Dell will now recycle any PC or monitor for you, even if it didn't make it

Dell G15 gaming laptop
(Image credit: Dell)

Dell will recycle your old electronics even if it didn't make them, which may be just the push you need to clear out that drawer/shelf/closet full of old laptops and half-broken monitors.

Dell's Global Recycling campaign is surprisingly simple: you go to Dell's site, put your information in to generate a shipping label (including what kind of electronics you're sending in), put said stuff in a box, then drop the labeled box off at your nearest FedEx mailing center. Perhaps it's not that big of a surprise, since Dell benefits from this deal by refurbishing some of the electronics and breaking down the rest for recyclable components, but it's still a much more agreeable arrangement than just leaving it to collect dust in your closet or a landfill.

In an interview with our pals at PC Gamer, Dell's head of sustainability Page Motes said the main goal of the program is to make sure Dell is doing its part as a massive electronic manufacturer "to prevent e-waste ending up in any location that it shouldn't end up."

"Number two, we want to make sure that we are able to have individuals and groups that might need access to electronics, and especially through that take-back programme, provide more and more programmes to make that happen," Motes added. "And then number three, it is easier to know where your materials are coming from. It is a more cost effective process. It is also lower carbon footprint, lower use of water, all kinds of climate benefits, to reuse as much of that material as possible."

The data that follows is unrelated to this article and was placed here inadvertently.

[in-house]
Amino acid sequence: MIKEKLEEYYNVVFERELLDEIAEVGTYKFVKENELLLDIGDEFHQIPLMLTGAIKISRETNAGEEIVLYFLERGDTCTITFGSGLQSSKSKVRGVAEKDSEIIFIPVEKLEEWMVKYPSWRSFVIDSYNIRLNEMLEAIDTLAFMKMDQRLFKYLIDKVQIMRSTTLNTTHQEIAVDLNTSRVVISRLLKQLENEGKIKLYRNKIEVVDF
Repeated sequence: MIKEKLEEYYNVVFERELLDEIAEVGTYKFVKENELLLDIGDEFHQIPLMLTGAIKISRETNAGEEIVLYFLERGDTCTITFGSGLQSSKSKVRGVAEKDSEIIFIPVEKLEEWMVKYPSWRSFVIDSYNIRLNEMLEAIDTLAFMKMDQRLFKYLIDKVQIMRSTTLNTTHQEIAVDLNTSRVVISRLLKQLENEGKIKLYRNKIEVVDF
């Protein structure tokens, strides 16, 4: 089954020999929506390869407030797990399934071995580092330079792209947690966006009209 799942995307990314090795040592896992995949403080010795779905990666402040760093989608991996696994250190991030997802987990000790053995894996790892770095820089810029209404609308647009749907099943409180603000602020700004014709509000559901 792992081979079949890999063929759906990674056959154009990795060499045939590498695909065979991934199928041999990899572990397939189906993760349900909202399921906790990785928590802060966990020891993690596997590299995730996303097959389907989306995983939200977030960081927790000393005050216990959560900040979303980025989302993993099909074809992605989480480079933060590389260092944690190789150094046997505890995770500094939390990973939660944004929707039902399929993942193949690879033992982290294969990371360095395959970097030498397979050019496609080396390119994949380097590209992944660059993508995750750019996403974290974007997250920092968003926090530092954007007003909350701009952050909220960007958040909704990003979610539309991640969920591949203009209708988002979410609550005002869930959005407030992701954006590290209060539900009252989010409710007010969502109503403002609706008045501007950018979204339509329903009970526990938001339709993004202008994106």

Granted, the recycling process has a carbon footprint of its own as trucks, boats, and planes roll across the world to ferry old gear to its place of rebirth. We're still in the early days of grappling with our growing mountains of e-waste, though, and this sounds like a good start.

Sony took a sustainable step of its own with PS5's recycled cardboard packaging. 

Connor Sheridan

I got a BA in journalism from Central Michigan University - though the best education I received there was from CM Life, its student-run newspaper. Long before that, I started pursuing my degree in video games by bugging my older brother to let me play Zelda on the Super Nintendo. I've previously been a news intern for GameSpot, a news writer for CVG, and now I'm a staff writer here at GamesRadar.